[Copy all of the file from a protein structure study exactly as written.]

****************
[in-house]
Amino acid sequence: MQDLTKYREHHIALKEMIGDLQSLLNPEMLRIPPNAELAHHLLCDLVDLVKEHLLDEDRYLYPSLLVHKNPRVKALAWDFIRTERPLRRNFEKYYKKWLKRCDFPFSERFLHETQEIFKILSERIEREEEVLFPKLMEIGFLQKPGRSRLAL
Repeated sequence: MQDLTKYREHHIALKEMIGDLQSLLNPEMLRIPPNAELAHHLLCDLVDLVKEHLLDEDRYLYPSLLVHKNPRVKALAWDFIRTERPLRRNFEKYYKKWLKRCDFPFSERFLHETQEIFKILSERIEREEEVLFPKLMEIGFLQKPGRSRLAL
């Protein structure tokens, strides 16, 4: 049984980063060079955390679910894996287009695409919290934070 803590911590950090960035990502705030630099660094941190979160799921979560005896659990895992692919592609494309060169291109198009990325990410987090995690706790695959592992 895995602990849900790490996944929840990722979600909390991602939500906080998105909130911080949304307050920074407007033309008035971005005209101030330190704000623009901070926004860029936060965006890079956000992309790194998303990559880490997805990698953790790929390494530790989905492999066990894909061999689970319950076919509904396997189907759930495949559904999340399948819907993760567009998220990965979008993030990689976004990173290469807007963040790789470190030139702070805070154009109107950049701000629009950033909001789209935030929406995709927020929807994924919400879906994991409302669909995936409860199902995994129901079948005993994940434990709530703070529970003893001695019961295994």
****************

[in-house]
Amino acid sequence: MQDLTKYREHHIALKEMIGDLQSLLNPEMLRIPPNAELAHHLLCDLVDLVKEHLLDEDRYLYPSLLVHKNPRVKALAWDFIRTERPLRRNFEKYYKKWLKRCDFPFSERFLHETQEIFKILSERIEREEEVLFPKLMEIGFLQKPGRSRLAL
Repeated sequence: MQDLTKYREHHIALKEMIGDLQSLLNPEMLRIPPNAELAHHLLCDLVDLVKEHLLDEDRYLYPSLLVHKNPRVKALAWDFIRTERPLRRNFEKYYKKWLKRCDFPFSERFLHETQEIFKILSERIEREEEVLFPKLMEIGFLQKPGRSRLAL
């Protein structure tokens, strides 16, 4: 049984980063060079955390679910894996287009695409919290934070 803590911590950090960035990502705030630099660094941190979160799921979560005896659990895992692919592609494309060169291109198009990325990410987090995690706790695959592992 895995602990849900790490996944929840990722979600909390991602939500906080998105909130911080949304307050920074407007033309008035971005005209101030330190704000623009901070926004860029936060965006890079956000992309790194998303990559880490997805990698953790790929390494530790989905492999066990894909061999689970319950076919509904396997189907759930495949559904999340399948819907993760567009998220990965979008993030990689976004990173290469807007963040790789470190030139702070805070154009109107950049701000629009950033909001789209935030929406995709927020929807994924919400879906994991409302669909995936409860199902995994129901079948005993994940434990709530703070529970003893001695019961295994």